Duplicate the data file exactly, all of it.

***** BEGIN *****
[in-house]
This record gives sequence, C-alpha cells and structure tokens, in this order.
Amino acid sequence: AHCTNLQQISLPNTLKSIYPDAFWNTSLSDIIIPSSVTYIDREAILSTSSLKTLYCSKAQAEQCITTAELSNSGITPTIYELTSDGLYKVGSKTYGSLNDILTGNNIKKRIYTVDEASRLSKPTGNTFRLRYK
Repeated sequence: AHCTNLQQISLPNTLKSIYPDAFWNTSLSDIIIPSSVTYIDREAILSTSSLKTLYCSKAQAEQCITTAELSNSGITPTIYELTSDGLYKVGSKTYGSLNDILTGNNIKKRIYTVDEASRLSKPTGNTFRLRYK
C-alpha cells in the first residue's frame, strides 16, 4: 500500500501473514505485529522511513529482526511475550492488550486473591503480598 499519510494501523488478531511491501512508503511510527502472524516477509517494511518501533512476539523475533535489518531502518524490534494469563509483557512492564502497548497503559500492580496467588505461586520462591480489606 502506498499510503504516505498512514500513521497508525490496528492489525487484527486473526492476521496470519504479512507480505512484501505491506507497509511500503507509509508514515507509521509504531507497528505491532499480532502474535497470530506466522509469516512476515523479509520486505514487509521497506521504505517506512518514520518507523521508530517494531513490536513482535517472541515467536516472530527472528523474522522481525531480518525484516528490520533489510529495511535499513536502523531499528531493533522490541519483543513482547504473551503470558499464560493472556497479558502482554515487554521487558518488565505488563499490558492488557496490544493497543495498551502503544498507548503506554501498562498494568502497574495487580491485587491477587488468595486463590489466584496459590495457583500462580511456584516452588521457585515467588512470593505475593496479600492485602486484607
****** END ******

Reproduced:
[in-house]
This record gives sequence, C-alpha cells and structure tokens, in this order.
Amino acid sequence: AHCTNLQQISLPNTLKSIYPDAFWNTSLSDIIIPSSVTYIDREAILSTSSLKTLYCSKAQAEQCITTAELSNSGITPTIYELTSDGLYKVGSKTYGSLNDILTGNNIKKRIYTVDEASRLSKPTGNTFRLRYK
Repeated sequence: AHCTNLQQISLPNTLKSIYPDAFWNTSLSDIIIPSSVTYIDREAILSTSSLKTLYCSKAQAEQCITTAELSNSGITPTIYELTSDGLYKVGSKTYGSLNDILTGNNIKKRIYTVDEASRLSKPTGNTFRLRYK
C-alpha cells in the first residue's frame, strides 16, 4: 500500500501473514505485529522511513529482526511475550492488550486473591503480598 499519510494501523488478531511491501512508503511510527502472524516477509517494511518501533512476539523475533535489518531502518524490534494469563509483557512492564502497548497503559500492580496467588505461586520462591480489606 502506498499510503504516505498512514500513521497508525490496528492489525487484527486473526492476521496470519504479512507480505512484501505491506507497509511500503507509509508514515507509521509504531507497528505491532499480532502474535497470530506466522509469516512476515523479509520486505514487509521497506521504505517506512518514520518507523521508530517494531513490536513482535517472541515467536516472530527472528523474522522481525531480518525484516528490520533489510529495511535499513536502523531499528531493533522490541519483543513482547504473551503470558499464560493472556497479558502482554515487554521487558518488565505488563499490558492488557496490544493497543495498551502503544498507548503506554501498562498494568502497574495487580491485587491477587488468595486463590489466584496459590495457583500462580511456584516452588521457585515467588512470593505475593496479600492485602486484607